We want all of our children to take pride in their presentation and we advocate a continuous cursive style of handwriting throughout school. We aim to make handwriting an automatic process that does not interfere with creative and mental thinking. As children progress through key stage 2 they will continue to work on the size and orientation of their letter formation. Once a consistent, fluid and correctly orientated script is achieved children will write in pen.
We provide an environment which is conducive to good writing by ensuring that tables and chairs of a suitable size and height are available for the children’s use; that there is adequate space and good lighting; that the atmosphere is calm and purposeful; and materials are accessible, suitable and varied, and of good quality.
At William Gilbert Primary School we follow a programme of regular handwriting lessons systematically, ensuring that letters are initially well formed and then well joined, all the while being of the correct size. We find that doing a little and doing it often is the key, but there are many other important ‘jigsaw pieces’ to fit in place, such as good quality writing tools and correct body posture.
The handwriting style used by William Gilbert Primary School is based on a semi-cursive style. It is simplistic but very clear and it does not have the ‘loops’ or ‘lead-ins’ which are features of more complex handwriting styles.
The style taught is relatively simple to teach and learn. However, like all handwriting styles, it is only as good as the way it is taught. By sharing these videos with our families, you can see and hear the strategies, vocabulary and techniques used during teaching and learning handwriting at our school.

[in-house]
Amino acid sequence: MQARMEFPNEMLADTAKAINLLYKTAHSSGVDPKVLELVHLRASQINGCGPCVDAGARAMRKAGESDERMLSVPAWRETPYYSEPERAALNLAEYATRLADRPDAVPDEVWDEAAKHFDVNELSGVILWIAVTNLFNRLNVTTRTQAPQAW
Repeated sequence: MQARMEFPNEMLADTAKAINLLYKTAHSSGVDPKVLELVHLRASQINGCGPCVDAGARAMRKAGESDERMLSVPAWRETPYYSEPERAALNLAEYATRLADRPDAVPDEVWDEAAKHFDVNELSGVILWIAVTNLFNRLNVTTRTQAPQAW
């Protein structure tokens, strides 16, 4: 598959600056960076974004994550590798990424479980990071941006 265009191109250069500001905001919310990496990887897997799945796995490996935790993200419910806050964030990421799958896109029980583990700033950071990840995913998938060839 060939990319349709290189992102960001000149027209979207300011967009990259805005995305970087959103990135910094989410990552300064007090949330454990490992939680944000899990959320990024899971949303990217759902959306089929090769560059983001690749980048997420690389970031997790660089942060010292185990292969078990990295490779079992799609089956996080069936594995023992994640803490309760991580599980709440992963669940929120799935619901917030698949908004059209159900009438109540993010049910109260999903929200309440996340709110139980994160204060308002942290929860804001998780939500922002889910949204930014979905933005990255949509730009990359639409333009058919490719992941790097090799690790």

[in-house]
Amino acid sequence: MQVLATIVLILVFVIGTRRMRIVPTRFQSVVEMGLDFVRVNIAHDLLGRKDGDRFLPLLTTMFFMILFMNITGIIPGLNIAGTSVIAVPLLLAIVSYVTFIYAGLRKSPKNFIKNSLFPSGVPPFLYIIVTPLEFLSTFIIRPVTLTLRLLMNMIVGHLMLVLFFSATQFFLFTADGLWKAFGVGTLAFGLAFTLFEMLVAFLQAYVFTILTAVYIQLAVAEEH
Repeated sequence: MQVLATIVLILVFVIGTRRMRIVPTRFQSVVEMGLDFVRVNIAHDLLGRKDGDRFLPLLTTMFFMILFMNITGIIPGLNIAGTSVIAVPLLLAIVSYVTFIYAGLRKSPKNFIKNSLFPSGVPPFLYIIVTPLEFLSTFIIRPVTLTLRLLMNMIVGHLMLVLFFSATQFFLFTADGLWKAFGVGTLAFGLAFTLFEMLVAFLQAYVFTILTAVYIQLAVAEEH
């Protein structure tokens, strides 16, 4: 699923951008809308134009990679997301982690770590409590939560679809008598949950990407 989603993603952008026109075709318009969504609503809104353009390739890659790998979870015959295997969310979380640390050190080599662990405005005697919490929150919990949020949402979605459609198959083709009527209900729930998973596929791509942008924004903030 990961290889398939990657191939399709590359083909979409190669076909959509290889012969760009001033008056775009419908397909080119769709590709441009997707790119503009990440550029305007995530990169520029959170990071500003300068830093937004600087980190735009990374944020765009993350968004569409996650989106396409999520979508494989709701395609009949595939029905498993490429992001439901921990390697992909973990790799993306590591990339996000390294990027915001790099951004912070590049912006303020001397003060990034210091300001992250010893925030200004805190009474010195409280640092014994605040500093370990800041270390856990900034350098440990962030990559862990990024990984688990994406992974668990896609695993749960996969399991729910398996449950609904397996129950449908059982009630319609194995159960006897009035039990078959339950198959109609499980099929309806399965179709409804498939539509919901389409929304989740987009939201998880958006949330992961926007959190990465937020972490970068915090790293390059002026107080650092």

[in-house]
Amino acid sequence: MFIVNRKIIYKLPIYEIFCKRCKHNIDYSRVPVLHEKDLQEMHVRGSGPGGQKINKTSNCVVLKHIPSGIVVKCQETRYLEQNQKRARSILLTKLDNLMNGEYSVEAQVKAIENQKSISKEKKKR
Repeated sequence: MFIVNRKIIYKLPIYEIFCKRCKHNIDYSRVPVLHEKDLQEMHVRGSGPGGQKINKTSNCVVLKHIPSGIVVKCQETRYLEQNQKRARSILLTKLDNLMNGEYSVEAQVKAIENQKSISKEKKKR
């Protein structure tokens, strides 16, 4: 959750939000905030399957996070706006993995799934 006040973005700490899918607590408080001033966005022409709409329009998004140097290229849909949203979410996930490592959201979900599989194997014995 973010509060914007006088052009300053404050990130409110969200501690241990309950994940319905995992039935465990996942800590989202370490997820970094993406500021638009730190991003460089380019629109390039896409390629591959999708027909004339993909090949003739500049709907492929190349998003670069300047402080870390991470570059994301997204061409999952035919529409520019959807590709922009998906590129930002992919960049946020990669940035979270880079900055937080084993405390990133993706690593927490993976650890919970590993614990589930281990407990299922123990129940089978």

Language and Vocabulary
Consistency of language is very important when teaching handwriting to ensure children begin to assimilate patterns and shapes and link letters together that look similar to each other. It is also important to remain consistent across the school when describing where letters sit on the lines so children don’t become confused.
We use ‘funky finger’ activities within nursery and reception as it encourages the development of fine motor and language skills that are essential for hand writing. Funky finger activities are differentiated to address physical needs and work different parts of the shoulder, arm, wrist, palm and fingers. We find that these activities have many benefits including;
- Promotes fine motor skills
- Encourages communication and language skills
- Supports hand writing skills through fine motor strength and control
- Repetitive fine motor skills in a fun way
- Through improving fine motor skills children develop independence in things such as buttoning their own coats or opening their own packets